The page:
Prognosis of tertiary adrenal insufficiency
Tertiary adrenal insufficiency can generally be treated well. Renewed administration of cortisol compensates for the cortisol deficiency and the symptoms usually disappear quickly.
The tissue atrophy in the pituitary gland, which was previously caused by the long-term therapy with cortisol, remains. As with secondary adrenal insufficiency, the pituitary gland can no longer properly release ACTH and consequently no cortisol production takes place in the adrenal cortex.
Those affected are therefore still dependent on therapy with cortisol, as their own body can no longer properly perform its function.
Course of disease
The symptoms can be alleviated well through proper cortisol therapy. However, a cure for tertiary adrenal insufficiency is not possible.
The supply of cortisol or the amount may have to be adapted to certain situations by those affected. For example, if you have a cold with a fever, severe stress or intense physical activity. An increased intake in these life situations is particularly important in order to avoid complications, especially the Addison crisis. This can manifest itself in the context of adrenal insufficiency as a severe cortisol deficiency and requires immediate medical treatment.
Difference from primary adrenal insufficiency
In primary adrenal insufficiency, an autocommunication reaction of the body is usually responsible for the loss of function. The body destroys the tissue of the adrenal cortex through misdirected processes. This is also known as autoimmune adrenalitis. The function of the adrenal cortex is disturbed and hormone production does not take place.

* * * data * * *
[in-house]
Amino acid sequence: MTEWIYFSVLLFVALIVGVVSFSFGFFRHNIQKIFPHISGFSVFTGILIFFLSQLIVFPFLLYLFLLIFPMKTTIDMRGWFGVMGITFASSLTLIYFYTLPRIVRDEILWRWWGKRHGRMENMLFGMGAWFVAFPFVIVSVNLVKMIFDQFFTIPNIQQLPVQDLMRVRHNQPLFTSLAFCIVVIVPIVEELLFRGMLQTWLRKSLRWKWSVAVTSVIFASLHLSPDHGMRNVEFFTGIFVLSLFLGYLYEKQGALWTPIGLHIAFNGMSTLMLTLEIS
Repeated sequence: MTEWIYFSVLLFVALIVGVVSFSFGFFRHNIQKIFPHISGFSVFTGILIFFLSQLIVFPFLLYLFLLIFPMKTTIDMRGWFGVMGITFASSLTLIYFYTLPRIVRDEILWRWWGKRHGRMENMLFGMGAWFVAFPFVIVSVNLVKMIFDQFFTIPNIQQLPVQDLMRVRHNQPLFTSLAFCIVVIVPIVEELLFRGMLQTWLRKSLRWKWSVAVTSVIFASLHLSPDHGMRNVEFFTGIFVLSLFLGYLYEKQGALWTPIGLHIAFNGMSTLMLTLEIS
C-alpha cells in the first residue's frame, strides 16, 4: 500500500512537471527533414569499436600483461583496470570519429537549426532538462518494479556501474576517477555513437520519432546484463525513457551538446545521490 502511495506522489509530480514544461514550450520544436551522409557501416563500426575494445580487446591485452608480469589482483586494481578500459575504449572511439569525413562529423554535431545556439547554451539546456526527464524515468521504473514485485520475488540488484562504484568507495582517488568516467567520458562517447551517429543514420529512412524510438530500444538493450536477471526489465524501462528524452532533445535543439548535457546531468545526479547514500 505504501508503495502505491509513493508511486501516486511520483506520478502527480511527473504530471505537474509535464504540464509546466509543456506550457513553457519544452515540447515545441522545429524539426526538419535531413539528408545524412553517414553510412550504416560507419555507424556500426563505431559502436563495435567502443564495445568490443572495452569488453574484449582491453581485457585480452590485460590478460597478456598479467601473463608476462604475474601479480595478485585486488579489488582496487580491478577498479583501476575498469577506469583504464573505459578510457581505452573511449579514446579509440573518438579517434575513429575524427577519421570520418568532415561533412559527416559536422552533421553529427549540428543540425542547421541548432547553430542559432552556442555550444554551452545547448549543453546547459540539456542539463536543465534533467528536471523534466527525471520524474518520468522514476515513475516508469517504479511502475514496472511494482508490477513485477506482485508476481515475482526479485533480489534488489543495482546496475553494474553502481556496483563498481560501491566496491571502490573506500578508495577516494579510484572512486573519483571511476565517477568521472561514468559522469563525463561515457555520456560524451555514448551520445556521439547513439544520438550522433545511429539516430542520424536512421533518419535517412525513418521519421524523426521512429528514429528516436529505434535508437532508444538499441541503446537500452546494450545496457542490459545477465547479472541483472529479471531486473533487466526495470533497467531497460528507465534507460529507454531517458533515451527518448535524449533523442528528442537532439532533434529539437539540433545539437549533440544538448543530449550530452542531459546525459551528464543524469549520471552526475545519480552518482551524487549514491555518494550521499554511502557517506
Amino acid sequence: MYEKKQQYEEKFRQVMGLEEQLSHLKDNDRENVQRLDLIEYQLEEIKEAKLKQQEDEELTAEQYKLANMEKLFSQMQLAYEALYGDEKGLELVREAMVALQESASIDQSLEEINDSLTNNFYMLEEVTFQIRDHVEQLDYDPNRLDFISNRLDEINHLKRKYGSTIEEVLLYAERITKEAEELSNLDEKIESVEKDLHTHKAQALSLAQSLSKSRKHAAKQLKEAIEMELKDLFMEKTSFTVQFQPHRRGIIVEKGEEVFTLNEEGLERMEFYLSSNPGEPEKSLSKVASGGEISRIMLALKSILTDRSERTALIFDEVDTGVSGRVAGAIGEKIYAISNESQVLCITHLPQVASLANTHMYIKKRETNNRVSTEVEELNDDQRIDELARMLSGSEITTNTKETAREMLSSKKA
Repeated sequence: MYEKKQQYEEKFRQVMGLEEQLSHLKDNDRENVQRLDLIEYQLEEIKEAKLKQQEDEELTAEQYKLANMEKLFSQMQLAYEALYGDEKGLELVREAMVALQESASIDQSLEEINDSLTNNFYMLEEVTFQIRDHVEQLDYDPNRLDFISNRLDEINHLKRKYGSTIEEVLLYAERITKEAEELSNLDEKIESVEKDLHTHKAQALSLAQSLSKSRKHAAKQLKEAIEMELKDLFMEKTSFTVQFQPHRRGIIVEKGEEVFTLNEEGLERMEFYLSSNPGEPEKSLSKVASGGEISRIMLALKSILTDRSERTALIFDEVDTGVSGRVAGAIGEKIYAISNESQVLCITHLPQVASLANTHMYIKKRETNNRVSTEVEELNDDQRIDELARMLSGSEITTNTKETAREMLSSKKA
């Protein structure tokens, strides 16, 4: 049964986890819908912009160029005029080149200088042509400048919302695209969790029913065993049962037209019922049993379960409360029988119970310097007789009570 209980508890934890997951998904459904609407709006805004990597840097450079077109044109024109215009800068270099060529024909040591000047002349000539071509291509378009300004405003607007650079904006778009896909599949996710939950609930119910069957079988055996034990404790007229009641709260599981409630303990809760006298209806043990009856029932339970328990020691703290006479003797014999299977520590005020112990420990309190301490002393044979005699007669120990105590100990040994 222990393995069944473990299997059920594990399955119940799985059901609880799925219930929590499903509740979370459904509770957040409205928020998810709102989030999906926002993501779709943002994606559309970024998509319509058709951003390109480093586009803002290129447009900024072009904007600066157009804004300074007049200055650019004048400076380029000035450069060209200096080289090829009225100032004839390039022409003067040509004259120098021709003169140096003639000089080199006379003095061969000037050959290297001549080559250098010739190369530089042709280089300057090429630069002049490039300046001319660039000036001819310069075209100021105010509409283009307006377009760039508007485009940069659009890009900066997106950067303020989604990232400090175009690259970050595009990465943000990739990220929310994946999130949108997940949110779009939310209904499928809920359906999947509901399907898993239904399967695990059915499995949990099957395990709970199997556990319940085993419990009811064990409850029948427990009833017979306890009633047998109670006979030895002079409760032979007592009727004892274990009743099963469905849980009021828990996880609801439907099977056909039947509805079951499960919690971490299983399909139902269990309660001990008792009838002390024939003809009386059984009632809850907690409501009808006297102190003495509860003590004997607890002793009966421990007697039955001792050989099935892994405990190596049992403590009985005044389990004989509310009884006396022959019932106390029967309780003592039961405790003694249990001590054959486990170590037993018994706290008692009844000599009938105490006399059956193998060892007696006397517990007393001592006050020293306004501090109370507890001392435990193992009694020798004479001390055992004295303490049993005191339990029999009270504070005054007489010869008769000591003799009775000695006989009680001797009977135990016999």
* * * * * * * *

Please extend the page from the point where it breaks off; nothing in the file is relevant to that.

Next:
In addition to a cortisol and androgen deficiency, there is also no production of another hormone, the so-called aldosterone. This primarily affects the body's water and salt balance.
The symptoms of primary and tertiary hypofunction are very similar except for a few sub-items. In contrast to the tertiary form, a dark color of the skin is typical in primary insufficiency. Furthermore, the primary form can lead to a low sodium level and an increased potassium level in the blood due to the involved aldosterone deficiency.
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- Addison's disease
- Symptoms of Addison's disease.
Difference to secondary adrenal insufficiency
In secondary adrenal insufficiency, there is an impairment of the function of the pituitary gland, also known as the adenohypophysis. Often it is a benign tumor that leads to such losses.
Without the action of the hormones produced by the pituitary gland, the adrenal cortex lacks the drive to produce cortisol and sex hormones (androgens).
Occasionally, tertiary adrenal insufficiency is also attributed to the secondary form, as both are associated with a loss of function of the pituitary gland, although different causes are responsible for the insufficiency. The symptoms of the two forms are basically no different.
Learn about the secondary adrenal insufficiency.